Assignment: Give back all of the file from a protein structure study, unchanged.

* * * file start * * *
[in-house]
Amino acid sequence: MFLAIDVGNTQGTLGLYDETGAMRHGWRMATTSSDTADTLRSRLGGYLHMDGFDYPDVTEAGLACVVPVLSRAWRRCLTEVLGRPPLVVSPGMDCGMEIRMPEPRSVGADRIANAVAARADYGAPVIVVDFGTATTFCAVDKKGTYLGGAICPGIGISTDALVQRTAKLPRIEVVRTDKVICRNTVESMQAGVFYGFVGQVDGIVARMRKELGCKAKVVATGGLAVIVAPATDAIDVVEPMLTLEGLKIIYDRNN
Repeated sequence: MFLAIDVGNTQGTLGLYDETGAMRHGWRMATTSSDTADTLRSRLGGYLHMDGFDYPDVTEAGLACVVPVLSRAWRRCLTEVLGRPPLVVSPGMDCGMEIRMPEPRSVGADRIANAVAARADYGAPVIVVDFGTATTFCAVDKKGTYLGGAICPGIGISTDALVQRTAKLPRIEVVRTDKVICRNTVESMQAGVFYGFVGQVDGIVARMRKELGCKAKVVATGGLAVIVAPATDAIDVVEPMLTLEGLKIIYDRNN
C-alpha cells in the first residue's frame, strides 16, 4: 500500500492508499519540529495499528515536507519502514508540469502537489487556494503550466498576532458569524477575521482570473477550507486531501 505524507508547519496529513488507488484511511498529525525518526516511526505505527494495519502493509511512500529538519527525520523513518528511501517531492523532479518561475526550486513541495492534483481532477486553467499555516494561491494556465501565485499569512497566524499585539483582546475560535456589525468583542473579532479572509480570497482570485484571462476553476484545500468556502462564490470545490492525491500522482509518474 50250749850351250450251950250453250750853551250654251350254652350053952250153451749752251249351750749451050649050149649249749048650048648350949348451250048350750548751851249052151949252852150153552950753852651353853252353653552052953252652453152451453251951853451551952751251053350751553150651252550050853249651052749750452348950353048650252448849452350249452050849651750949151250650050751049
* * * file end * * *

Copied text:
[in-house]
Amino acid sequence: MFLAIDVGNTQGTLGLYDETGAMRHGWRMATTSSDTADTLRSRLGGYLHMDGFDYPDVTEAGLACVVPVLSRAWRRCLTEVLGRPPLVVSPGMDCGMEIRMPEPRSVGADRIANAVAARADYGAPVIVVDFGTATTFCAVDKKGTYLGGAICPGIGISTDALVQRTAKLPRIEVVRTDKVICRNTVESMQAGVFYGFVGQVDGIVARMRKELGCKAKVVATGGLAVIVAPATDAIDVVEPMLTLEGLKIIYDRNN
Repeated sequence: MFLAIDVGNTQGTLGLYDETGAMRHGWRMATTSSDTADTLRSRLGGYLHMDGFDYPDVTEAGLACVVPVLSRAWRRCLTEVLGRPPLVVSPGMDCGMEIRMPEPRSVGADRIANAVAARADYGAPVIVVDFGTATTFCAVDKKGTYLGGAICPGIGISTDALVQRTAKLPRIEVVRTDKVICRNTVESMQAGVFYGFVGQVDGIVARMRKELGCKAKVVATGGLAVIVAPATDAIDVVEPMLTLEGLKIIYDRNN
C-alpha cells in the first residue's frame, strides 16, 4: 500500500492508499519540529495499528515536507519502514508540469502537489487556494503550466498576532458569524477575521482570473477550507486531501 505524507508547519496529513488507488484511511498529525525518526516511526505505527494495519502493509511512500529538519527525520523513518528511501517531492523532479518561475526550486513541495492534483481532477486553467499555516494561491494556465501565485499569512497566524499585539483582546475560535456589525468583542473579532479572509480570497482570485484571462476553476484545500468556502462564490470545490492525491500522482509518474 50250749850351250450251950250453250750853551250654251350254652350053952250153451749752251249351750749451050649050149649249749048650048648350949348451250048350750548751851249052151949252852150153552950753852651353853252353653552052953252652453152451453251951853451551952751251053350751553150651252550050853249651052749750452348950353048650252448849452350249452050849651750949151250650050751049